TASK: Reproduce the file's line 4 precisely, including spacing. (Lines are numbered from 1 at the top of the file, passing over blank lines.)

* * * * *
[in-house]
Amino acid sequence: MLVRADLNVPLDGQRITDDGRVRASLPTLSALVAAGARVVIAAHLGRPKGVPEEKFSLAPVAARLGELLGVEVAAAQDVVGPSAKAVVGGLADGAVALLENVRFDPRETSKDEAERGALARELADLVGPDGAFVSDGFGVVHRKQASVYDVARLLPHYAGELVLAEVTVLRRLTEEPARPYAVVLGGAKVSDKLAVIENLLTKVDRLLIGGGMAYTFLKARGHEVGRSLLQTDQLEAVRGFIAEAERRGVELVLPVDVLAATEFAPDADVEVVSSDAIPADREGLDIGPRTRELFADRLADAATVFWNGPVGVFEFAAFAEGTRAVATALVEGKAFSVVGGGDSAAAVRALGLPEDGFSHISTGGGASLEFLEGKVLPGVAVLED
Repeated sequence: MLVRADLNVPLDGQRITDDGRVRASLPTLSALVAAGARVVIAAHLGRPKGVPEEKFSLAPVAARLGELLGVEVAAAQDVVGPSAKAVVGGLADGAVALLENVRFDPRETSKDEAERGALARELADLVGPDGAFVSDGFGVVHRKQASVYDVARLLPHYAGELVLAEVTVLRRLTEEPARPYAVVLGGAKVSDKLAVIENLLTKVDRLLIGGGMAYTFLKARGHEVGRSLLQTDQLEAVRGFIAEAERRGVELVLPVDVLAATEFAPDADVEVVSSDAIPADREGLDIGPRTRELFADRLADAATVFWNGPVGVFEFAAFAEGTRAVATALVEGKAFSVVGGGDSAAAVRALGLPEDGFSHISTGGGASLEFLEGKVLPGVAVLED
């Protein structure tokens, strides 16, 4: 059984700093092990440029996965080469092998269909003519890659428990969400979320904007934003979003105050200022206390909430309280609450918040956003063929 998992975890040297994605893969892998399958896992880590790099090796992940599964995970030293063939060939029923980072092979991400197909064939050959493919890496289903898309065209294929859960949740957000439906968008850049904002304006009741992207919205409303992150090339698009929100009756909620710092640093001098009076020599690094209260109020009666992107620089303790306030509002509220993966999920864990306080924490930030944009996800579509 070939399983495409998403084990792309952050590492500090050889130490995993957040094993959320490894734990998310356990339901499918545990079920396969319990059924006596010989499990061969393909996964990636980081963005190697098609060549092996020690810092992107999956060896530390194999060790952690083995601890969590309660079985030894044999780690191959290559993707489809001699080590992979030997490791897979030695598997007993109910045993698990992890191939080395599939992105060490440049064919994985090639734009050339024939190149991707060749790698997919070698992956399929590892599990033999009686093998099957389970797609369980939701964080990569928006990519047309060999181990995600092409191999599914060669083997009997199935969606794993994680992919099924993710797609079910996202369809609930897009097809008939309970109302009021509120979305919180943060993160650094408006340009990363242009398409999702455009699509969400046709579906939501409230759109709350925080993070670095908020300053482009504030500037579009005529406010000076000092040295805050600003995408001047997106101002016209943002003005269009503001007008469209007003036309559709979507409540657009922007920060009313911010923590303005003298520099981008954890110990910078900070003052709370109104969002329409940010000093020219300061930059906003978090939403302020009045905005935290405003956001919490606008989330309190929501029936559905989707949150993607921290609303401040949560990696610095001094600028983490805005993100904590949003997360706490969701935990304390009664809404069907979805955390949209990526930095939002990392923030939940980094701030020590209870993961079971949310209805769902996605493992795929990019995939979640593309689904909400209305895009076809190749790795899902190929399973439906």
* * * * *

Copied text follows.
């Protein structure tokens, strides 16, 4: 059984700093092990440029996965080469092998269909003519890659428990969400979320904007934003979003105050200022206390909430309280609450918040956003063929 998992975890040297994605893969892998399958896992880590790099090796992940599964995970030293063939060939029923980072092979991400197909064939050959493919890496289903898309065209294929859960949740957000439906968008850049904002304006009741992207919205409303992150090339698009929100009756909620710092640093001098009076020599690094209260109020009666992107620089303790306030509002509220993966999920864990306080924490930030944009996800579509 070939399983495409998403084990792309952050590492500090050889130490995993957040094993959320490894734990998310356990339901499918545990079920396969319990059924006596010989499990061969393909996964990636980081963005190697098609060549092996020690810092992107999956060896530390194999060790952690083995601890969590309660079985030894044999780690191959290559993707489809001699080590992979030997490791897979030695598997007993109910045993698990992890191939080395599939992105060490440049064919994985090639734009050339024939190149991707060749790698997919070698992956399929590892599990033999009686093998099957389970797609369980939701964080990569928006990519047309060999181990995600092409191999599914060669083997009997199935969606794993994680992919099924993710797609079910996202369809609930897009097809008939309970109302009021509120979305919180943060993160650094408006340009990363242009398409999702455009699509969400046709579906939501409230759109709350925080993070670095908020300053482009504030500037579009005529406010000076000092040295805050600003995408001047997106101002016209943002003005269009503001007008469209007003036309559709979507409540657009922007920060009313911010923590303005003298520099981008954890110990910078900070003052709370109104969002329409940010000093020219300061930059906003978090939403302020009045905005935290405003956001919490606008989330309190929501029936559905989707949150993607921290609303401040949560990696610095001094600028983490805005993100904590949003997360706490969701935990304390009664809404069907979805955390949209990526930095939002990392923030939940980094701030020590209870993961079971949310209805769902996605493992795929990019995939979640593309689904909400209305895009076809190749790795899902190929399973439906």